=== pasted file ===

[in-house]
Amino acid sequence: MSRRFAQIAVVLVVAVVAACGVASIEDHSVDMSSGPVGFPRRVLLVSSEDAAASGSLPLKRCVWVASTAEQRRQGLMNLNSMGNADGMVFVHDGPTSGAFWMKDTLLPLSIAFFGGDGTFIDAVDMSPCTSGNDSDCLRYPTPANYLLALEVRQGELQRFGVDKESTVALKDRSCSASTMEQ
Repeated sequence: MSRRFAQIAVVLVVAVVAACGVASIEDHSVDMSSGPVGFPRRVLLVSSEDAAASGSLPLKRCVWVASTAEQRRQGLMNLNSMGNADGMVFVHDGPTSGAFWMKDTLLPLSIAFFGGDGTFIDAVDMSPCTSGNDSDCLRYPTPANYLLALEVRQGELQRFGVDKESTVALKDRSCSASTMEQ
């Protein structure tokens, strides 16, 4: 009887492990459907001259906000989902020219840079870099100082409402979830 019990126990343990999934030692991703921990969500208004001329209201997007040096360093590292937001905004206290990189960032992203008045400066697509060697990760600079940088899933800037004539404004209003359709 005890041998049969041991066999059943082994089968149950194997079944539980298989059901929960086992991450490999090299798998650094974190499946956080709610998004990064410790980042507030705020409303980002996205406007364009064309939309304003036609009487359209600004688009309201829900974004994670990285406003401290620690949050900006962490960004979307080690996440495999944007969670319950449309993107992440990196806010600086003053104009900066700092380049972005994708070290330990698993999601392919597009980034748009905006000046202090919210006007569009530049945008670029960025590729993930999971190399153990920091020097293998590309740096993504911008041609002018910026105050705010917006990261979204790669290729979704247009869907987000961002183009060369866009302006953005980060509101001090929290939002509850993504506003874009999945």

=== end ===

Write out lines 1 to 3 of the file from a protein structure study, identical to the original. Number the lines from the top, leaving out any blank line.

[in-house]
Amino acid sequence: MSRRFAQIAVVLVVAVVAACGVASIEDHSVDMSSGPVGFPRRVLLVSSEDAAASGSLPLKRCVWVASTAEQRRQGLMNLNSMGNADGMVFVHDGPTSGAFWMKDTLLPLSIAFFGGDGTFIDAVDMSPCTSGNDSDCLRYPTPANYLLALEVRQGELQRFGVDKESTVALKDRSCSASTMEQ
Repeated sequence: MSRRFAQIAVVLVVAVVAACGVASIEDHSVDMSSGPVGFPRRVLLVSSEDAAASGSLPLKRCVWVASTAEQRRQGLMNLNSMGNADGMVFVHDGPTSGAFWMKDTLLPLSIAFFGGDGTFIDAVDMSPCTSGNDSDCLRYPTPANYLLALEVRQGELQRFGVDKESTVALKDRSCSASTMEQ